Afterlife Privacy: Can Cops Search Your Phone Post-mortem?

October 23, 2023
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Does a person have legal standing, when they are no longer standing? This article addresses how the Fourth Amendment impacts a deceased persons right to privacy on their mobile phone, when a search warrant is needed, and a decedents digital legacy.

The Digital Imprint of Our Lives

Mobile phones have indeed become indispensable in our daily lives, serving as archives of our personal histories. As technology has advanced, the capacity of these devices to store vast amounts of data has grown exponentially. Consequently, law enforcement agencies and forensic experts have recognized the immense value of mobile phones as reservoirs of evidence in criminal investigations. In instances of suspicious deaths, the data extracted from a deceased individual’s phone can offer critical clues. Call logs, text messages, and geolocation data can provide a timeline of the individual’s activities leading up to their demise. Similarly, any deleted files or encrypted information can be retrieved and analyzed to shed light on potential foul play or corroborate alibis. Furthermore, apps that track health metrics or physical activity can be used to cross-reference and validate forensic findings. Social media activity, browsing history, and even notes or voice memos can also be instrumental in piecing together the events preceding a suspicious death. In essence, a mobile phone can serve as a silent witness and a voice of the deceased from beyond the grave, helping to confirm or refute suspicions and playing a pivotal role in delivering justice.

Privacy Rights vs. Investigative Needs

The crux of the matter lies in balancing the privacy rights associated with a deceased individual’s data and the legitimate interests of law enforcement agencies. While a person’s right to privacy doesn’t necessarily die with them, their ability to challenge the search does. A person’s Fourth Amendment rights gives them privacy protections while you are alive, but they do not extend past your death. Law enforcement can, and frequently does, conduct warrantless searches of decedents electronics.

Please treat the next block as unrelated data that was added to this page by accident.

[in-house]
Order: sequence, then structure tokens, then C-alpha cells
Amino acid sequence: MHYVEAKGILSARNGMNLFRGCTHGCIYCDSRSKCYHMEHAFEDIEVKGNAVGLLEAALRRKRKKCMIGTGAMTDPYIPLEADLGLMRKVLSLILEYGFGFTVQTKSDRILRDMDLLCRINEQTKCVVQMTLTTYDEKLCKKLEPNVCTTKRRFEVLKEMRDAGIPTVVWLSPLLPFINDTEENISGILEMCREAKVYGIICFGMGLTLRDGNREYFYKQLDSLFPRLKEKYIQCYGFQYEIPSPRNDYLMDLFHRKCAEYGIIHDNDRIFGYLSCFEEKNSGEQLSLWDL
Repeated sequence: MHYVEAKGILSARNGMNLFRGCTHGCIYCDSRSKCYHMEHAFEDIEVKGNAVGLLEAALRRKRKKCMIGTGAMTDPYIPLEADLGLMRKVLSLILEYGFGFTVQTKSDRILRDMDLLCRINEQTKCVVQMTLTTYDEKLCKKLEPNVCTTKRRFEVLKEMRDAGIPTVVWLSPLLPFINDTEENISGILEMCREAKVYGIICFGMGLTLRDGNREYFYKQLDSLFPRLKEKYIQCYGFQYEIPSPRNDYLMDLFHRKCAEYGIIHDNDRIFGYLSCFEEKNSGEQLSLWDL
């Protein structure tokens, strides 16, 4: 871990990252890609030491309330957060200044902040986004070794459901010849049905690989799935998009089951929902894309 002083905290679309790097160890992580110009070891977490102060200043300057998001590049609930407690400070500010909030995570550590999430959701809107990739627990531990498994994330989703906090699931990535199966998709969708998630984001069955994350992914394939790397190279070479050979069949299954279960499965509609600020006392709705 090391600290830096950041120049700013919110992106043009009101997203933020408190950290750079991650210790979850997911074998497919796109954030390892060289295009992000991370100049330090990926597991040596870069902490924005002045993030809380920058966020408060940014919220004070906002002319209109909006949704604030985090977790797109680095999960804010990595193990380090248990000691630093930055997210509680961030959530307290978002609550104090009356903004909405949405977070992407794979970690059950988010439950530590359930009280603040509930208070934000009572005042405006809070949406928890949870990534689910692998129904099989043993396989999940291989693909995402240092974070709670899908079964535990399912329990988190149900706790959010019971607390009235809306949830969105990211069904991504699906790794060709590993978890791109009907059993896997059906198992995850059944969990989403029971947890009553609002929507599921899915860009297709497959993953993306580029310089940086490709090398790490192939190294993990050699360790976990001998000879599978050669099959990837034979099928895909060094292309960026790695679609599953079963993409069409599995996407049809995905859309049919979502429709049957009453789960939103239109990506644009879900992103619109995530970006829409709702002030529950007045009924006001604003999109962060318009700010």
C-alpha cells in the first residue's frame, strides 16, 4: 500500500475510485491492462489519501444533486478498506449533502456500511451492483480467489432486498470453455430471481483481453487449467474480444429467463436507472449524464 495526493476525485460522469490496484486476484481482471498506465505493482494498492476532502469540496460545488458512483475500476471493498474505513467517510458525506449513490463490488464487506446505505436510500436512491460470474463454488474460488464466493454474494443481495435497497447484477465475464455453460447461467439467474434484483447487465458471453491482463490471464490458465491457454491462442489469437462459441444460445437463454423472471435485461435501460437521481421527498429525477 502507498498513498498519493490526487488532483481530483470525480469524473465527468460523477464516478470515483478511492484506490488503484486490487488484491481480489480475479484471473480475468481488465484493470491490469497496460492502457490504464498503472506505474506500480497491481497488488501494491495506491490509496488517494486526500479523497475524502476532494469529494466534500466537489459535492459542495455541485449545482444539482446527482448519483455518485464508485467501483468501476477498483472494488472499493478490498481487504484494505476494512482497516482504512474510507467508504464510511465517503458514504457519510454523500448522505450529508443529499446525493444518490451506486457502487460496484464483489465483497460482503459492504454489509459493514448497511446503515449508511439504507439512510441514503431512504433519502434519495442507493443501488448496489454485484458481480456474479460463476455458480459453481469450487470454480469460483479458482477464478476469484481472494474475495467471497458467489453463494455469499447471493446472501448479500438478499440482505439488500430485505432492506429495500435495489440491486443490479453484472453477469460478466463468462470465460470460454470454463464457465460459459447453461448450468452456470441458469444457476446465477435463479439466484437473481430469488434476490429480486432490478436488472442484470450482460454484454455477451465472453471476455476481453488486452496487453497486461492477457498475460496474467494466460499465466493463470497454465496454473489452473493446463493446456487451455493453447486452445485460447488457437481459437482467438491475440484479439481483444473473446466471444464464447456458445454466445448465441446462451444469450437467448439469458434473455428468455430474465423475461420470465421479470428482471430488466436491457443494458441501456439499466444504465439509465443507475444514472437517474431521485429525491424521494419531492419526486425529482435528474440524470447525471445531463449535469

Digital Legacy

A digital legacy refers to the digital footprint an individual leaves behind after their demise, encompassing all online assets, profiles, data, and content associated with their digital existence. In today’s interconnected world, a person’s online life will continue long after they are gone. It includes social media profiles where countless memories, interactions, and personal milestones are stored; email accounts that serve as repositories of personal and professional correspondence; digital photo albums and videos that chronicle our life’s journey; blogs or personal websites that might have been nurtured over the years; and even digital assets such as cryptocurrencies, online bank accounts, or e-commerce profiles.

The fact that the account owner is deceased does not automatically give law enforcement access to the accounts and the data therein. The online data that our digital legacies are made of resides within the computers of the service providers. The decedent does not have standing to object, but Facebook certainly does. In the event that digital legacy data is needed by law enforcement, a search warrant may well be required. Even knowing the passwords, law enforcement cannot log into the decedent’s accounts and they would be performing a search of a disinterested third party, ie. Facebook.

The dead man’s cellphone search

While the law is continually evolving, a few cases have set preliminary benchmarks in this area. In the 2018 Florida officer involved shooting case involving Linus Phillip, Police wanted to search Phillip’s locked cellphone for evidence related to the investigation into his death and a separate drug case. Phillips body had been released to the funeral home and officers attempted to unlock Phillip’s cellphone by pressing his digits against the fingerprint sensor. The plan failed as the fingerprint sensor requires the small electrical pulses that only a living finger would produce. Phillip’s family was sure that he would not have provided his fingerprint willingly, but the court sided with law enforcement allowing Phillips posthumous participation in their investigation.

He has no standing, because he’s not standing.

Numerous court decisions have determined that individuals who have passed away can no longer exercise their legal rights, resulting in limited protections for the deceased and their families. When it comes to electronics, it is important for law enforcement to consider CalECPA privacy protections and think about where the data actually resides before the search. As with every unusual situation, always consult with your legal counsel, DA or Prosecutor.